Having already spent one night away from the bedside and being confronted with many of the realities of an extended stay in the hospital we made the choice not to stay overnight. For the next 5 months my wife and I never stayed at the hospital overnight. Not once. I would say that this decision played a key role in our ability to survive our hospital stay.

Thinking back on that decision now, I am left with a bit of an uneasy feeling recommending that approach to anyone else. What worked for us may not work for others. It’s important when dealing with a crisis to be able to assess your own skills. What you should be spending time on and what things you need to let go.

Why Did We Choose Not to Stay

There were two main reasons why we chose not to stay overnight. We trusted the staff and the fact our son was only a few weeks old.

We had been at the Stollery Children’s Hospital for only a few hours and even in those early moments we were already developing a significant trust with the staff in the PICU. In the PICU you have one to one nursing and even when a nurse was on break we could visibly see the watchful eyes of the nursing staff as they monitored our son. Many times we would stay in the evening just to see who our nurse would be for the night. When we became aware that our nurse was someone we knew and already trusted it became an easy decision to leave. If it was a nurse we had never met before we would stay a little longer and try to get to know the nurse a little more until we were comfortable leaving. Even when we were eventually moved to a regular ward, all of the cardiac patients were on telemetry. From the nurses desk they could tell if our son was awake - just by looking at the monitors. There were times that we arrived in the morning and our son would not be in his bed. He might have woken up during the night and one of the nurses would have picked him up and may have taken him to the area where they may be charting or doing other work so that they could keep a closer eye on him. This was very reassuring to us. It actually felt like the kind of care that you would get if you were at home.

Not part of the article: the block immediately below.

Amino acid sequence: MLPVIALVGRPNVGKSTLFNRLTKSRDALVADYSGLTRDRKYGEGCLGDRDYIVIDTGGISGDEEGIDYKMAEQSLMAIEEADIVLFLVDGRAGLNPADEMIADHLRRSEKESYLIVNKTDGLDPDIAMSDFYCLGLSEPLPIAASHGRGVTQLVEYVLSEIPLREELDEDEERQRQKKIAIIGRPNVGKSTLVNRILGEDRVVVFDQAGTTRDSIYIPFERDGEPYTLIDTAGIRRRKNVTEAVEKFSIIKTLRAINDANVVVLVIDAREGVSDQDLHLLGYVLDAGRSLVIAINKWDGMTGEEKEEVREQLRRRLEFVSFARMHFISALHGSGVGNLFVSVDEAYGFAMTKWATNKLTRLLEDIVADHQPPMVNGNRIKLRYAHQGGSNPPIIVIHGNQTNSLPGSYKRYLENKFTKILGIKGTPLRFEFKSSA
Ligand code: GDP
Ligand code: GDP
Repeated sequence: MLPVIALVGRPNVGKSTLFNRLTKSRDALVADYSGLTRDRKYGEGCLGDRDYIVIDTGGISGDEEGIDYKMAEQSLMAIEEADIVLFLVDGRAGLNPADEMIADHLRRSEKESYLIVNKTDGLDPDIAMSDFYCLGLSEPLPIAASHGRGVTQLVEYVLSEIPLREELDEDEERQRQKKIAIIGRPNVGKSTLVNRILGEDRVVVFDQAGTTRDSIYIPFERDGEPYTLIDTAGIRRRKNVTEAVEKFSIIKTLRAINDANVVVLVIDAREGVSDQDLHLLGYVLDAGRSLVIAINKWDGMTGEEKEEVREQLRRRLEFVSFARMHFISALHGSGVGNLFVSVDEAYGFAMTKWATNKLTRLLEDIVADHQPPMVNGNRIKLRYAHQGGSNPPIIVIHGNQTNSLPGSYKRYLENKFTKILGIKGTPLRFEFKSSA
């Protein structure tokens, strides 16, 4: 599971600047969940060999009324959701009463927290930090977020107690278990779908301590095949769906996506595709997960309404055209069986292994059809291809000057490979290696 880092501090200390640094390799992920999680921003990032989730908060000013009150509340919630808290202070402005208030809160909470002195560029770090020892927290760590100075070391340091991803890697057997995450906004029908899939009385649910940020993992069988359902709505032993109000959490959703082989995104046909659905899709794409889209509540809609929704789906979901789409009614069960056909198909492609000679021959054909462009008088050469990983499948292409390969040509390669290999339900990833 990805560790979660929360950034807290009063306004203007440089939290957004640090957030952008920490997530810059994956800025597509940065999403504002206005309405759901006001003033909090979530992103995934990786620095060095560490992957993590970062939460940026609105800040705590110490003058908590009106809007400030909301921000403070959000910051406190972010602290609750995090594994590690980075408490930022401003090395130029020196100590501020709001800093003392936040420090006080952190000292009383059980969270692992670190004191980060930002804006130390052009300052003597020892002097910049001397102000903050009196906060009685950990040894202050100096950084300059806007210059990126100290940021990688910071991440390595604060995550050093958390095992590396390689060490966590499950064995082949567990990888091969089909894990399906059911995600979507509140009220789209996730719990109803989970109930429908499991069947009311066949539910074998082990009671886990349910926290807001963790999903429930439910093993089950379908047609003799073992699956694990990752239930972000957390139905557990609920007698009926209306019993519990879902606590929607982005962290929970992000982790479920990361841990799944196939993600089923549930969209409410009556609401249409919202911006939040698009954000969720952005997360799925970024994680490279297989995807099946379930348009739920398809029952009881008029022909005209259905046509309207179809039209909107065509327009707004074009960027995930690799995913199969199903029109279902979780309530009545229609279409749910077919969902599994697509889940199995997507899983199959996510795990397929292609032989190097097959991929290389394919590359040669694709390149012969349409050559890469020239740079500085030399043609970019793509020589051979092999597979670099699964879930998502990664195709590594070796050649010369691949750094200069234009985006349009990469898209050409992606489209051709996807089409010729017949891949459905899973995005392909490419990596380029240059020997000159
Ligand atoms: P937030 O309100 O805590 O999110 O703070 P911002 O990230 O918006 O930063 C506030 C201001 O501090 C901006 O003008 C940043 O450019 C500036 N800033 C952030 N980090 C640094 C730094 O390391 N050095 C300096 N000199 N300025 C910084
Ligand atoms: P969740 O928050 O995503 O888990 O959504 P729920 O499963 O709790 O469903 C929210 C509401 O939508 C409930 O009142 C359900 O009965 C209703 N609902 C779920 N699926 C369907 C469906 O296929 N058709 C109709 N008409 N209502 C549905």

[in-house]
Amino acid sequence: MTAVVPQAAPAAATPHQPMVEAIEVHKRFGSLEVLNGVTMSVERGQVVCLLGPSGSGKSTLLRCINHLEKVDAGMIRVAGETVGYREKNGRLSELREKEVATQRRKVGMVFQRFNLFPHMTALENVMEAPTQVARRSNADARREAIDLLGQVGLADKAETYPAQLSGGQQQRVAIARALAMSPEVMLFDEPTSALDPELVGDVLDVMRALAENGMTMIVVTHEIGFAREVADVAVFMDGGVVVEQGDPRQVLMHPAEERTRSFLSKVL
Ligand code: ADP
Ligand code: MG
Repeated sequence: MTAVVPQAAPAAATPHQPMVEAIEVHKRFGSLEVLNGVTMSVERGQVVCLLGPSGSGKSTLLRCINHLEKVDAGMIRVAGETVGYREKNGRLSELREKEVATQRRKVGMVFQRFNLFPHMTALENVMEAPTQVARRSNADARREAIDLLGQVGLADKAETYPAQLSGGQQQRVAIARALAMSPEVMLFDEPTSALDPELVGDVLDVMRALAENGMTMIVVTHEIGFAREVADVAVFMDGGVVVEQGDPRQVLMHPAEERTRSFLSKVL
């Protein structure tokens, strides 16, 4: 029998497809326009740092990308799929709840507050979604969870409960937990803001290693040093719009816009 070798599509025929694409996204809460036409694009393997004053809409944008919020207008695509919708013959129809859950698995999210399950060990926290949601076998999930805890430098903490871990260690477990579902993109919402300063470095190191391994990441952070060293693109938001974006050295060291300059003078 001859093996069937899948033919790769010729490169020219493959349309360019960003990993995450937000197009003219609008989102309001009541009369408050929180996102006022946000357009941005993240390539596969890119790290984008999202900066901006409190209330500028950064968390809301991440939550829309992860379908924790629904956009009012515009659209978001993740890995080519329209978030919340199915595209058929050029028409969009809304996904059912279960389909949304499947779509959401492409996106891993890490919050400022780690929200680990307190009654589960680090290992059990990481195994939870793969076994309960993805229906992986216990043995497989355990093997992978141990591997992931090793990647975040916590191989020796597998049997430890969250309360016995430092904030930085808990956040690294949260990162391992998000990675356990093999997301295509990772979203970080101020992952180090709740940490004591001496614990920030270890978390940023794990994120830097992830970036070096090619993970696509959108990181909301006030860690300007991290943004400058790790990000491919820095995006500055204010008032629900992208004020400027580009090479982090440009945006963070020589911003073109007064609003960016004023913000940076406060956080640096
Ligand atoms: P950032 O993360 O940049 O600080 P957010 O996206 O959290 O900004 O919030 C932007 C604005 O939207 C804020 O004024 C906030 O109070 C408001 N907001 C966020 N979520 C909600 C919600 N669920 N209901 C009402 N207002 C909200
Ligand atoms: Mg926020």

The second reason we were comfortable leaving was that when we arrived in hospital our son was only a few weeks old. Being so tiny he slept or was heavily sedated. He was at a *developmental stage where he would not have had the same awareness of the environment that an older child would have had. If he had been older…possibly 8 or 10 we would have likely re-evaluated our approach. This is why in later years we have stayed with him during hospital stays as he is just at a different stage in his life. As children grow and develop we have to change our approach.  What worked 5 years ago doesn’t work today. As he approaches his teen years, we will likely have to consider other approaches as caring for a teen in hospital will be a much different experience.